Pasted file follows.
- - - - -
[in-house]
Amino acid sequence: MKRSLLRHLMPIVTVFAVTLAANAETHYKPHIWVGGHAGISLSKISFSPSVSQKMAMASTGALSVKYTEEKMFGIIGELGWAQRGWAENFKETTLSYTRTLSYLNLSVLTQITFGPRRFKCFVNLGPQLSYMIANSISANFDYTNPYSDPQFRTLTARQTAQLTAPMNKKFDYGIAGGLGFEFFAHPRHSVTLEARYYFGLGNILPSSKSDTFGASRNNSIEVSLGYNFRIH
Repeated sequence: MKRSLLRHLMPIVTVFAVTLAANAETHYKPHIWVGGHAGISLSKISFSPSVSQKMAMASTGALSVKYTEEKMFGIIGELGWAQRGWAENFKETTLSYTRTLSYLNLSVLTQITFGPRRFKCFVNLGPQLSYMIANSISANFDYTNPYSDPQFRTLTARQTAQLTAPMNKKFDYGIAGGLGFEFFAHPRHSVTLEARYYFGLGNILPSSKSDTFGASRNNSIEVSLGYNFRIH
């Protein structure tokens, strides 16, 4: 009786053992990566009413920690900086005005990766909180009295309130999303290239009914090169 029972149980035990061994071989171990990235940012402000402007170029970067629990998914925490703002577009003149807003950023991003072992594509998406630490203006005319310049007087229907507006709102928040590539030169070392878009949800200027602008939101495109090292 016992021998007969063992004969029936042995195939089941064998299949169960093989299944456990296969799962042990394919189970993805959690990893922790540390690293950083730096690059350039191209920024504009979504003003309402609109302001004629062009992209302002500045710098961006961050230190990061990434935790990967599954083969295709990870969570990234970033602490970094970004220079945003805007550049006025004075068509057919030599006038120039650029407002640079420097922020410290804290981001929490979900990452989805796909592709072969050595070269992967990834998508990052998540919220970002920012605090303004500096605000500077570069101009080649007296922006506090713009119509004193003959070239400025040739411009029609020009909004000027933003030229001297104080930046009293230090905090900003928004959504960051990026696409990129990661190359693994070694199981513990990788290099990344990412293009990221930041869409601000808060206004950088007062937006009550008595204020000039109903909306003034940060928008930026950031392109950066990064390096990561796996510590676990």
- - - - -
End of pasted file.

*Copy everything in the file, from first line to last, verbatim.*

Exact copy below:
[in-house]
Amino acid sequence: MKRSLLRHLMPIVTVFAVTLAANAETHYKPHIWVGGHAGISLSKISFSPSVSQKMAMASTGALSVKYTEEKMFGIIGELGWAQRGWAENFKETTLSYTRTLSYLNLSVLTQITFGPRRFKCFVNLGPQLSYMIANSISANFDYTNPYSDPQFRTLTARQTAQLTAPMNKKFDYGIAGGLGFEFFAHPRHSVTLEARYYFGLGNILPSSKSDTFGASRNNSIEVSLGYNFRIH
Repeated sequence: MKRSLLRHLMPIVTVFAVTLAANAETHYKPHIWVGGHAGISLSKISFSPSVSQKMAMASTGALSVKYTEEKMFGIIGELGWAQRGWAENFKETTLSYTRTLSYLNLSVLTQITFGPRRFKCFVNLGPQLSYMIANSISANFDYTNPYSDPQFRTLTARQTAQLTAPMNKKFDYGIAGGLGFEFFAHPRHSVTLEARYYFGLGNILPSSKSDTFGASRNNSIEVSLGYNFRIH
């Protein structure tokens, strides 16, 4: 009786053992990566009413920690900086005005990766909180009295309130999303290239009914090169 029972149980035990061994071989171990990235940012402000402007170029970067629990998914925490703002577009003149807003950023991003072992594509998406630490203006005319310049007087229907507006709102928040590539030169070392878009949800200027602008939101495109090292 016992021998007969063992004969029936042995195939089941064998299949169960093989299944456990296969799962042990394919189970993805959690990893922790540390690293950083730096690059350039191209920024504009979504003003309402609109302001004629062009992209302002500045710098961006961050230190990061990434935790990967599954083969295709990870969570990234970033602490970094970004220079945003805007550049006025004075068509057919030599006038120039650029407002640079420097922020410290804290981001929490979900990452989805796909592709072969050595070269992967990834998508990052998540919220970002920012605090303004500096605000500077570069101009080649007296922006506090713009119509004193003959070239400025040739411009029609020009909004000027933003030229001297104080930046009293230090905090900003928004959504960051990026696409990129990661190359693994070694199981513990990788290099990344990412293009990221930041869409601000808060206004950088007062937006009550008595204020000039109903909306003034940060928008930026950031392109950066990064390096990561796996510590676990």